Talisman – I-Surrection (Sugar Shack Records)
Bristol roots reggae pioneers return with only their third studio album in nearly thirty years.
Three studio albums in thirty years doesn’t sound like a great output, but, to be fair, Talisman only reformed two years ago, and, do play live at any given opportunity as supporting Selector on their recent UK tour shows. Co-founders Dennison Joseph and Desmond Taylor (now Dehvan Othieno) return with a typically 70s sounding reggae album of six tracks.
Six? Well, yes, but there’s a twist. Whilst Side A contains timeless roots reggae, there’s a little surprise waiting on the flipside where each track is give the dub treatment. Arguably, there is nothing earth shattering about any track on the album, but, why change when what they do is so good and so authentic? Talisman could quite easily try and update their sound for the 21st century, but, when an audience like that of Black Roots’ has been baying for re-releases and re-issues, the obvious thing is simply to carry on where you left off.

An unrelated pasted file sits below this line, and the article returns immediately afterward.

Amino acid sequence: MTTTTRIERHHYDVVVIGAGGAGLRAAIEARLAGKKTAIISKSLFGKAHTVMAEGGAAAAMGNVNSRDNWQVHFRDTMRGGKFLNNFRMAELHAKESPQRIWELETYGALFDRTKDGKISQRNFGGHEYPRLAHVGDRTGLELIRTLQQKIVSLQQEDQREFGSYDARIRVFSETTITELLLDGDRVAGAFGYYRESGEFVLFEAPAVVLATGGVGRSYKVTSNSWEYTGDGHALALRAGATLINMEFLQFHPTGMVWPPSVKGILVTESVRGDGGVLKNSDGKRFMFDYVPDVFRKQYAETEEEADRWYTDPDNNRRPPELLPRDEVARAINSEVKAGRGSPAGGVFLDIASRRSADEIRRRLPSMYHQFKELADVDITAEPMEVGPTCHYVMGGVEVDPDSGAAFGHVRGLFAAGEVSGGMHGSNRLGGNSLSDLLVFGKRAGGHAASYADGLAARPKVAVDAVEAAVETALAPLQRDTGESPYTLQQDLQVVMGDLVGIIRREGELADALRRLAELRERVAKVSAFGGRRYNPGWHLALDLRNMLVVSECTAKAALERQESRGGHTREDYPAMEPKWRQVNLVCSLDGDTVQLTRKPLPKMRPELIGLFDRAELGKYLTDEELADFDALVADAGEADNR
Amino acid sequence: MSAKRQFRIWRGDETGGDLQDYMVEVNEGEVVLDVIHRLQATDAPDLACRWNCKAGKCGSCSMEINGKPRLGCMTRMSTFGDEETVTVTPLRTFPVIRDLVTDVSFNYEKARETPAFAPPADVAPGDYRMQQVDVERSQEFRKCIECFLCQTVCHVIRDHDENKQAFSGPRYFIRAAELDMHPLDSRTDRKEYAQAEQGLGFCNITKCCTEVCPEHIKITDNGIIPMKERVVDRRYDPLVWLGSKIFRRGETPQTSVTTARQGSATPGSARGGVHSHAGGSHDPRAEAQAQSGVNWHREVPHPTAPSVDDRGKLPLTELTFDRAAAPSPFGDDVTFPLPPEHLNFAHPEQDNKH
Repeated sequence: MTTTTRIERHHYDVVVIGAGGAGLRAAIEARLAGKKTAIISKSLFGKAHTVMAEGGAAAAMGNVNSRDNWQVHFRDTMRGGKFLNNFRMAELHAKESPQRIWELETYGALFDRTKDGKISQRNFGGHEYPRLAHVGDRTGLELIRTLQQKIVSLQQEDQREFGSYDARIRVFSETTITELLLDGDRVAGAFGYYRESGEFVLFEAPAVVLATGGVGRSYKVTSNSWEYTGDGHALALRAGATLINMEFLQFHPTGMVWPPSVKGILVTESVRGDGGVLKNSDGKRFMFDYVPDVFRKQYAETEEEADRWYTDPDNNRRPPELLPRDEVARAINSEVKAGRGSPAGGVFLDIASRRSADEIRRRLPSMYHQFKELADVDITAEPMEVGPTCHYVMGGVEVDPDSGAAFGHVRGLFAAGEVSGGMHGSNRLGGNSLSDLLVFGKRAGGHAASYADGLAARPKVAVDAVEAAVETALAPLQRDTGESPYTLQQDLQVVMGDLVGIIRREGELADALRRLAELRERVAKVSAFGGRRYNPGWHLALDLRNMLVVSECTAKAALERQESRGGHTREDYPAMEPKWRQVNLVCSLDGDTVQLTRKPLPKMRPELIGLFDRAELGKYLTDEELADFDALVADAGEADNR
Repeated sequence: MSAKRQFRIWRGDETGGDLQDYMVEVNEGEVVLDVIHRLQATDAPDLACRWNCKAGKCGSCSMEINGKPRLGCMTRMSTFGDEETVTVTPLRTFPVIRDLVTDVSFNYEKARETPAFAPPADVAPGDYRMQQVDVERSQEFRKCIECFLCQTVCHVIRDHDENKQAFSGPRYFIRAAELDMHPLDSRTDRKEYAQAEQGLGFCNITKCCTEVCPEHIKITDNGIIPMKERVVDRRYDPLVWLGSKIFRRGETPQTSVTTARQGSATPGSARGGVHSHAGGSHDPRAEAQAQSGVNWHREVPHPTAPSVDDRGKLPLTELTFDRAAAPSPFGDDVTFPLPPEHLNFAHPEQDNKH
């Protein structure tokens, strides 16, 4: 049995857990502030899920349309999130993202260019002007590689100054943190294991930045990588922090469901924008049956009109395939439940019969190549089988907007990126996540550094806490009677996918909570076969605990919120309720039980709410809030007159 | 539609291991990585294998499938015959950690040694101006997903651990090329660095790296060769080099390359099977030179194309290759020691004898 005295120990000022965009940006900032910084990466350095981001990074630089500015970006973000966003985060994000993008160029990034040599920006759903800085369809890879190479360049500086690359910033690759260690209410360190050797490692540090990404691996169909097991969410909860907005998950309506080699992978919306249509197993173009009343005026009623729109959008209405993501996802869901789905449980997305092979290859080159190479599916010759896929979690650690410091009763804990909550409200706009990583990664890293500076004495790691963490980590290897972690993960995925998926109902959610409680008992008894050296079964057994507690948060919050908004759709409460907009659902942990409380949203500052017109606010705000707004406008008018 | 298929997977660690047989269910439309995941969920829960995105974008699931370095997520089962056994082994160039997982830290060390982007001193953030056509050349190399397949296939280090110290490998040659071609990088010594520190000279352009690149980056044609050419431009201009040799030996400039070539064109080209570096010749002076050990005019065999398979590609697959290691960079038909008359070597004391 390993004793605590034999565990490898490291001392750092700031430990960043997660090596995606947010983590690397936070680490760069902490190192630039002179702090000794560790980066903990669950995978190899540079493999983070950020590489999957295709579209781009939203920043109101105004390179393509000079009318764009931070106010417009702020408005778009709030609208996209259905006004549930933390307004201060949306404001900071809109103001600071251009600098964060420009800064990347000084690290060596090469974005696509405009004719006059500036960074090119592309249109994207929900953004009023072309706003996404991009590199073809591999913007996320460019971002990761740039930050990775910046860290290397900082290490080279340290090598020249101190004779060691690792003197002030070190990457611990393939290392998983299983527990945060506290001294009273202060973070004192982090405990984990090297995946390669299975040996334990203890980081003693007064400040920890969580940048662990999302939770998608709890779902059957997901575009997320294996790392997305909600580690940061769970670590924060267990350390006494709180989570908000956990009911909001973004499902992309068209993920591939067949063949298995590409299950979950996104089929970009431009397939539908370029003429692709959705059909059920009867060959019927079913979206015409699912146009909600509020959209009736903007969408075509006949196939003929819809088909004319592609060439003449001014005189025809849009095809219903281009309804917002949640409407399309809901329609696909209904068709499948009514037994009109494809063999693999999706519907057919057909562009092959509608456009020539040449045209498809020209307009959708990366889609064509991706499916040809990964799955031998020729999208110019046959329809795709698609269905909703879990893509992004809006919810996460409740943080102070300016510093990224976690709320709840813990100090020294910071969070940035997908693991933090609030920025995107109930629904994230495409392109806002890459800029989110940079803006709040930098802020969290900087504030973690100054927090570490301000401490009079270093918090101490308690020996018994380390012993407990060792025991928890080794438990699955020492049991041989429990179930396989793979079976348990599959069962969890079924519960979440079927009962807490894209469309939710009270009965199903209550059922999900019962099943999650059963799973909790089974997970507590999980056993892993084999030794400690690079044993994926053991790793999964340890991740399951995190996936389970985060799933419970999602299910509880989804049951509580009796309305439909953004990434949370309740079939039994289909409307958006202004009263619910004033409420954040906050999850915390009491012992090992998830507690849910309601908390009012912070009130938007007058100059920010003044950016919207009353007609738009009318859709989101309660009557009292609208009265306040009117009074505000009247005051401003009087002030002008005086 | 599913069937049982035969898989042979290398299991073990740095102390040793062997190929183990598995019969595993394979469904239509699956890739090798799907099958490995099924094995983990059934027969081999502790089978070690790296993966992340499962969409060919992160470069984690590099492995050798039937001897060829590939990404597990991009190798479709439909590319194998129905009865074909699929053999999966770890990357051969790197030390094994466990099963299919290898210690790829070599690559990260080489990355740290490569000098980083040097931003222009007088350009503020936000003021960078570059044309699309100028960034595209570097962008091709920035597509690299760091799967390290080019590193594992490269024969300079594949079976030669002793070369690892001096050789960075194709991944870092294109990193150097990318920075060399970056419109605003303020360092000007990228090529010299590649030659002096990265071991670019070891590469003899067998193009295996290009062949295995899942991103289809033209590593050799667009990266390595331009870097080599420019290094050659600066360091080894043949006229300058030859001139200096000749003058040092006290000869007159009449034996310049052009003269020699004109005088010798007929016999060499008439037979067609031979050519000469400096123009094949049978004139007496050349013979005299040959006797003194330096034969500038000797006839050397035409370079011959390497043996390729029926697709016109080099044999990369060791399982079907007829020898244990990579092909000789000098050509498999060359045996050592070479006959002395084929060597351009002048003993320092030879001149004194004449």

Lyrically, social conscience remains a prime objective, and their lyrics are as incisive under the current Tory government as they were when our current leaders could only drool over Mrs Thatcher in the 70s and 80s. Talisman argue that whatever progress our society has made, some of the simplest problems still remain.
Opener, ‘Greetings’ ensures the listener quickly settles into the mood for the album. Easy, lazy, reggae that will please any fan. ‘Help Yourself’ is pure Marley complete with Bob’s “Woah’s” throughout, and, namechecks to Malcom X and Martin Luther King are joined by those of Stephen Lawrence and Smiley Culture on ‘Season For Freemen’.
The dub versions are good and satisfying, and whilst not dubbed out of proportion, have enough reverb and snare to be accepted as tracks in their own right. The pick of the bunch being ‘Things A Dub’ (version of ‘Things A Get Tough’), which is quite simply sumptuous and perfect for relaxing and, well, doing nothing.
Not an album that will change the world of reggae, but, do we really need to? When you have the winning formula, why change?
Published on Louder Than War 28/10/13 - here